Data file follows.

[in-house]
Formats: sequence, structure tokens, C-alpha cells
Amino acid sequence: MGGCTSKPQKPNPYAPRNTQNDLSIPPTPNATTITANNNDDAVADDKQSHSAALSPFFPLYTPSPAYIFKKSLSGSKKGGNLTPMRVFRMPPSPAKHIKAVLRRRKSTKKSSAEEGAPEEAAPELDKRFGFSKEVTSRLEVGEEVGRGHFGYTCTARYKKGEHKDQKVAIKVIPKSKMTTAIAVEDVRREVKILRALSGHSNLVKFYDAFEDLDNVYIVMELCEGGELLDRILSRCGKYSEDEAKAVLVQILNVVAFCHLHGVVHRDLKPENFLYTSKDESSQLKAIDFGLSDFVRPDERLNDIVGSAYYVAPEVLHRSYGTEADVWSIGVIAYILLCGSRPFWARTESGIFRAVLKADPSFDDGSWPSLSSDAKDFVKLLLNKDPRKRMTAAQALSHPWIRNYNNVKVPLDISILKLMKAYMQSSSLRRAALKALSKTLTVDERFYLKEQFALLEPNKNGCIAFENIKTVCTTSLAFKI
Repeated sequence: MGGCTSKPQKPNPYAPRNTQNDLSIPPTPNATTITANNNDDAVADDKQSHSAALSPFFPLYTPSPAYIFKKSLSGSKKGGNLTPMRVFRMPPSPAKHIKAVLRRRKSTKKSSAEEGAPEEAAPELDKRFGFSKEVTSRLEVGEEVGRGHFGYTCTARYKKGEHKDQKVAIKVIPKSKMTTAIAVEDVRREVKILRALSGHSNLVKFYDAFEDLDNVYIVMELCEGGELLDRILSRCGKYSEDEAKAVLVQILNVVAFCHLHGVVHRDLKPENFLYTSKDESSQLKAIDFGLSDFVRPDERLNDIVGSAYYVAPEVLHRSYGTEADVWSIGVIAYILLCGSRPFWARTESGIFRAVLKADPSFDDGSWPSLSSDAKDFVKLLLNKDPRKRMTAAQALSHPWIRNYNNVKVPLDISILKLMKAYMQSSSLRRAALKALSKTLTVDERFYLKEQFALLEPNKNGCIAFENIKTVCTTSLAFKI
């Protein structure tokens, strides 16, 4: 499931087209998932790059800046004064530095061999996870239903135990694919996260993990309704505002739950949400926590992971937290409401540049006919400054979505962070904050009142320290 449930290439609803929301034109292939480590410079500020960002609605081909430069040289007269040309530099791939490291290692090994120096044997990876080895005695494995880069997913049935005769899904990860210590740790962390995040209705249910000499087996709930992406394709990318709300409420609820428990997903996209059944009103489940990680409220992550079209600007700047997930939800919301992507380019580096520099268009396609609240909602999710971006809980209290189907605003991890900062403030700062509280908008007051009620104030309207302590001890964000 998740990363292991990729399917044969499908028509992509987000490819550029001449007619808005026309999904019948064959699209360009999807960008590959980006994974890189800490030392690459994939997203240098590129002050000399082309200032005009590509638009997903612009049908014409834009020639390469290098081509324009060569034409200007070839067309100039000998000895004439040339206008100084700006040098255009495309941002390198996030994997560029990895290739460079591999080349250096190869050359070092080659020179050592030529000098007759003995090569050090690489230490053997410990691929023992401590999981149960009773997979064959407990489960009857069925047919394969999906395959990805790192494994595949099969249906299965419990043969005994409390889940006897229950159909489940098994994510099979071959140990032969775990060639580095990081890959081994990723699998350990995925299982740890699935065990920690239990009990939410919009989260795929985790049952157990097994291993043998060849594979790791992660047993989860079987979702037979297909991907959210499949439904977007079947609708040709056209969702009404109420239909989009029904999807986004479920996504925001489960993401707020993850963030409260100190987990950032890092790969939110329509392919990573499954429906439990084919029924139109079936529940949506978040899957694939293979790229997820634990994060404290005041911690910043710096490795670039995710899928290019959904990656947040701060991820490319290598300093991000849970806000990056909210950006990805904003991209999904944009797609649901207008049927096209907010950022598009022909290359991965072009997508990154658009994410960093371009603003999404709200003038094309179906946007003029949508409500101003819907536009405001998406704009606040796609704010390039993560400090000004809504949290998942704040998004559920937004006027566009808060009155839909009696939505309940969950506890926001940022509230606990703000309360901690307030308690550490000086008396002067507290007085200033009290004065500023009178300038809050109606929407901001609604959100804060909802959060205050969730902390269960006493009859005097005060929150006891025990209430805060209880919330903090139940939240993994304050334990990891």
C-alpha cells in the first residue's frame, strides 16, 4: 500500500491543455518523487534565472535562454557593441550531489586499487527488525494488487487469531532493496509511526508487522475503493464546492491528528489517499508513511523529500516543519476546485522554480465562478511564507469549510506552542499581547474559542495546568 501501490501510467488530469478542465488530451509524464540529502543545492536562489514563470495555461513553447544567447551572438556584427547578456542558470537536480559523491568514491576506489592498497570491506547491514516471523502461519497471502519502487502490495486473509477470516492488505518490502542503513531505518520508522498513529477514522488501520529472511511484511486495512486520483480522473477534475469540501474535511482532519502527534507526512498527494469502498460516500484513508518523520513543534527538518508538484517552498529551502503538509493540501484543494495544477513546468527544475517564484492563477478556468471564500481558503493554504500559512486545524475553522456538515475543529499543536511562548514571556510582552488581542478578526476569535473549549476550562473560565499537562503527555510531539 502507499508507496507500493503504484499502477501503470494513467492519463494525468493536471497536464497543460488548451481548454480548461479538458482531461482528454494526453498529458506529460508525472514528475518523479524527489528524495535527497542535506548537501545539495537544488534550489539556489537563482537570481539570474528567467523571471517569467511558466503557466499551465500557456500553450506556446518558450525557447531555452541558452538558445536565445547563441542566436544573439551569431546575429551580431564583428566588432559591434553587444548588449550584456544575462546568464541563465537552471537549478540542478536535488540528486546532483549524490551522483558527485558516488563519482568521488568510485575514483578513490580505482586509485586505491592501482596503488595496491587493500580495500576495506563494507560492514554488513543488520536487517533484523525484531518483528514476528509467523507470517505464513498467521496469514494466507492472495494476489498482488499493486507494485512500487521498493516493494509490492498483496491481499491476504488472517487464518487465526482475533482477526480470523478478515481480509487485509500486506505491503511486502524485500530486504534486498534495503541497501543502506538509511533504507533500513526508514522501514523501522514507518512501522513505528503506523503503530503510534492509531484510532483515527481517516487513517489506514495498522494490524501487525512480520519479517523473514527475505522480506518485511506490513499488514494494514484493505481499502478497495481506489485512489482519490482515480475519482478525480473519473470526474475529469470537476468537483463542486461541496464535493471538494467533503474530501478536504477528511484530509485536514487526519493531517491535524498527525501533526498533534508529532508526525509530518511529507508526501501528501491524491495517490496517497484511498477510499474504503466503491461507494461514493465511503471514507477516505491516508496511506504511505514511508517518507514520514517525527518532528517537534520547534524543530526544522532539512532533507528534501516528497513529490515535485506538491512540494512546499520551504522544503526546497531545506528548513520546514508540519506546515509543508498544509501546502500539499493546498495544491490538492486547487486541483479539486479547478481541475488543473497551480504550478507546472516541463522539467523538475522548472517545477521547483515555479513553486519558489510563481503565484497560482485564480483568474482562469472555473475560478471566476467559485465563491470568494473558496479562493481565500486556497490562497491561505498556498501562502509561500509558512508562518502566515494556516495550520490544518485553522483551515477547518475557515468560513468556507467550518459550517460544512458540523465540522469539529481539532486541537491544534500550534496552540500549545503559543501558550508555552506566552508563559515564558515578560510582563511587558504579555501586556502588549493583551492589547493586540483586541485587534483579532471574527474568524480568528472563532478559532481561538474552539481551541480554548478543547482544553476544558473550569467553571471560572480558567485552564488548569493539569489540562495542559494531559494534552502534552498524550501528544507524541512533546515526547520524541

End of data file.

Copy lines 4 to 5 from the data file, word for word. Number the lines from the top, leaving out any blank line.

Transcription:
Repeated sequence: MGGCTSKPQKPNPYAPRNTQNDLSIPPTPNATTITANNNDDAVADDKQSHSAALSPFFPLYTPSPAYIFKKSLSGSKKGGNLTPMRVFRMPPSPAKHIKAVLRRRKSTKKSSAEEGAPEEAAPELDKRFGFSKEVTSRLEVGEEVGRGHFGYTCTARYKKGEHKDQKVAIKVIPKSKMTTAIAVEDVRREVKILRALSGHSNLVKFYDAFEDLDNVYIVMELCEGGELLDRILSRCGKYSEDEAKAVLVQILNVVAFCHLHGVVHRDLKPENFLYTSKDESSQLKAIDFGLSDFVRPDERLNDIVGSAYYVAPEVLHRSYGTEADVWSIGVIAYILLCGSRPFWARTESGIFRAVLKADPSFDDGSWPSLSSDAKDFVKLLLNKDPRKRMTAAQALSHPWIRNYNNVKVPLDISILKLMKAYMQSSSLRRAALKALSKTLTVDERFYLKEQFALLEPNKNGCIAFENIKTVCTTSLAFKI
């Protein structure tokens, strides 16, 4: 499931087209998932790059800046004064530095061999996870239903135990694919996260993990309704505002739950949400926590992971937290409401540049006919400054979505962070904050009142320290 449930290439609803929301034109292939480590410079500020960002609605081909430069040289007269040309530099791939490291290692090994120096044997990876080895005695494995880069997913049935005769899904990860210590740790962390995040209705249910000499087996709930992406394709990318709300409420609820428990997903996209059944009103489940990680409220992550079209600007700047997930939800919301992507380019580096520099268009396609609240909602999710971006809980209290189907605003991890900062403030700062509280908008007051009620104030309207302590001890964000 998740990363292991990729399917044969499908028509992509987000490819550029001449007619808005026309999904019948064959699209360009999807960008590959980006994974890189800490030392690459994939997203240098590129002050000399082309200032005009590509638009997903612009049908014409834009020639390469290098081509324009060569034409200007070839067309100039000998000895004439040339206008100084700006040098255009495309941002390198996030994997560029990895290739460079591999080349250096190869050359070092080659020179050592030529000098007759003995090569050090690489230490053997410990691929023992401590999981149960009773997979064959407990489960009857069925047919394969999906395959990805790192494994595949099969249906299965419990043969005994409390889940006897229950159909489940098994994510099979071959140990032969775990060639580095990081890959081994990723699998350990995925299982740890699935065990920690239990009990939410919009989260795929985790049952157990097994291993043998060849594979790791992660047993989860079987979702037979297909991907959210499949439904977007079947609708040709056209969702009404109420239909989009029904999807986004479920996504925001489960993401707020993850963030409260100190987990950032890092790969939110329509392919990573499954429906439990084919029924139109079936529940949506978040899957694939293979790229997820634990994060404290005041911690910043710096490795670039995710899928290019959904990656947040701060991820490319290598300093991000849970806000990056909210950006990805904003991209999904944009797609649901207008049927096209907010950022598009022909290359991965072009997508990154658009994410960093371009603003999404709200003038094309179906946007003029949508409500101003819907536009405001998406704009606040796609704010390039993560400090000004809504949290998942704040998004559920937004006027566009808060009155839909009696939505309940969950506890926001940022509230606990703000309360901690307030308690550490000086008396002067507290007085200033009290004065500023009178300038809050109606929407901001609604959100804060909802959060205050969730902390269960006493009859005097005060929150006891025990209430805060209880919330903090139940939240993994304050334990990891």